re·​ac·​tive | \ rē-ˈak-tiv How to pronounce reactive (audio) \

Definition of reactive

1 : of, relating to, or marked by reaction or reactance
2a : readily responsive to a stimulus
b : occurring as a result of stress or emotional upset reactive depression

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Other Words from reactive

reactively adverb
reactiveness noun

Examples of reactive in a Sentence

The government's response to the problem was reactive rather than proactive.

Recent Examples on the Web

The compounds, called porphyrins, had previously been shown to be adept at absorbing light and using that energy to convert oxygen molecules in the air to a reactive form known as singlet oxygen. Robert F. Service, Science | AAAS, "Crystalline nets harvest water from desert air, turn carbon dioxide into liquid fuel," 3 Sep. 2019 The city is talking with its engineering firm, DOWL, about how to make the water less reactive. Anna Rose Macarthur, Anchorage Daily News, "Bethel water testing shows lead and copper levels exceeding federal standards," 8 Aug. 2019 Emma was diagnosed with reactive attachment disorder, a condition which hampers children's ability to form healthy attachments with their parents, the couple told the news station. Marc Ramirez, Dallas News, "16-year-old Sherman girl missing in Colorado after leaving foster care home," 11 July 2019 The carbon ring is also highly reactive, allowing the researchers to fuse it with other carbon and oxygen rings. Robert F. Service, Science | AAAS, "Carbon atoms marry to form first-ever ring," 15 Aug. 2019 Indeed, the more likely narrative for 2020 is that Trump will stay reactive not become preemptive if tensions with Iran or North Korea lead to violence. Victor Davis Hanson, National Review, "The Economy, Father of Us All," 23 July 2019 There's no need to be reactive in the face of insignificant social mishaps and minor misunderstandings. Tribune Content Agency,, "Horoscope July 15, 2019: Taurus, focus on inner beauty; Leo, dream big and bold," 15 July 2019 Stressed out Some people are naturally more anxious and emotionally reactive, a trait called neuroticism. Carrie Arnold, National Geographic, "If you’re chronically stressed, your dog could be too," 6 June 2019 This shorter time to market means that the company can be reactive, adding extra server capacity near to where it's needed on demand. Peter Bright, Ars Technica, "Satya Nadella: The cloud is going to move underwater," 1 Nov. 2018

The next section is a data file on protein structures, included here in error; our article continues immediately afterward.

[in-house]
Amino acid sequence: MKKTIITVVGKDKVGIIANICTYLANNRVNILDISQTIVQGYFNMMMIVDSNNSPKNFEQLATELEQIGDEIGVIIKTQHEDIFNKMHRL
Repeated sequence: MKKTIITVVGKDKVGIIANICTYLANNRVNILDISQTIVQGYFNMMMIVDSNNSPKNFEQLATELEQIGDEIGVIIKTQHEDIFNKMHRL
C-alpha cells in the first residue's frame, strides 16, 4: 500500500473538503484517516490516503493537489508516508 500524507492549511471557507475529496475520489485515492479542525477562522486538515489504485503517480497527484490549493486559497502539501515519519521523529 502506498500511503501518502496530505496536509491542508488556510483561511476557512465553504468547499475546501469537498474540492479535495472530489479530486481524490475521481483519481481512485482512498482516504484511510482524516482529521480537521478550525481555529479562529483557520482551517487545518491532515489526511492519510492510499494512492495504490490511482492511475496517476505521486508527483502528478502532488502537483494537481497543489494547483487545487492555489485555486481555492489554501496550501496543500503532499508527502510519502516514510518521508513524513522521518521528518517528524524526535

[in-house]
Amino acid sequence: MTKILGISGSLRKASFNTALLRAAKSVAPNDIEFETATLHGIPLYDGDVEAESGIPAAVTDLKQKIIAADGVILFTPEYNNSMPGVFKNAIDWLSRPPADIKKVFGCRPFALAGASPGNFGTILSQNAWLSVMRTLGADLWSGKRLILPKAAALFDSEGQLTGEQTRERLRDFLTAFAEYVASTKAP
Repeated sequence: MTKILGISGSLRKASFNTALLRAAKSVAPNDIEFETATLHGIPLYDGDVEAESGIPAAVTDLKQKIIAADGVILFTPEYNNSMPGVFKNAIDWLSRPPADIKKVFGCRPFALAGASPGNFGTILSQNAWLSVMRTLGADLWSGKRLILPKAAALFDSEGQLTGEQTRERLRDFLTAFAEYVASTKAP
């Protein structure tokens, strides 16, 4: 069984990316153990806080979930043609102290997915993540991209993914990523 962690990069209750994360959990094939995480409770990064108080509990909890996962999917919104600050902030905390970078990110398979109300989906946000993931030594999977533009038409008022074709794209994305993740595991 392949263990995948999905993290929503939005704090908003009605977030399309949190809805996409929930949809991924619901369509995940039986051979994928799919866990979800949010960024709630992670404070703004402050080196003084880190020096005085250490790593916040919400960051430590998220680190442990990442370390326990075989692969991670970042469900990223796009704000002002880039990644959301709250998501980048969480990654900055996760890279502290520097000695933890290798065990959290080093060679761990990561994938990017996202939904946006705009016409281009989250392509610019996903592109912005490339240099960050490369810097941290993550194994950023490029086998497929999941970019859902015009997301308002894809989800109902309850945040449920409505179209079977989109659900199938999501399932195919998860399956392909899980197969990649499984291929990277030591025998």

These example sentences are selected automatically from various online news sources to reflect current usage of the word 'reactive.' Views expressed in the examples do not represent the opinion of Merriam-Webster or its editors. Send us feedback.

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First Known Use of reactive

1717, in the meaning defined at sense 1

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Statistics for reactive

Last Updated

7 Sep 2019

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Time Traveler for reactive

The first known use of reactive was in 1717

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English Language Learners Definition of reactive

: done in response to a problem or situation : reacting to problems when they occur instead of doing something to prevent them
chemistry : tending to change into something else when mixed with another substance


re·​ac·​tive | \ rē-ˈak-tiv How to pronounce reactive (audio) \

Medical Definition of reactive

1a : of, relating to, or marked by reaction reactive symptoms a reactive process
b : capable of reacting chemically highly reactive materials
2a : readily responsive to a stimulus the skin of the geriatric is less reactive than that of younger persons— Louis Tuft
b : occurring as a result of stress or emotional upset especially from factors outside the organism reactive depression

More from Merriam-Webster on reactive

Rhyming Dictionary: Words that rhyme with reactive

Thesaurus: All synonyms and antonyms for reactive

Britannica English: Translation of reactive for Arabic Speakers

Comments on reactive

What made you want to look up reactive? Please tell us where you read or heard it (including the quote, if possible).


readily or continually undergoing change

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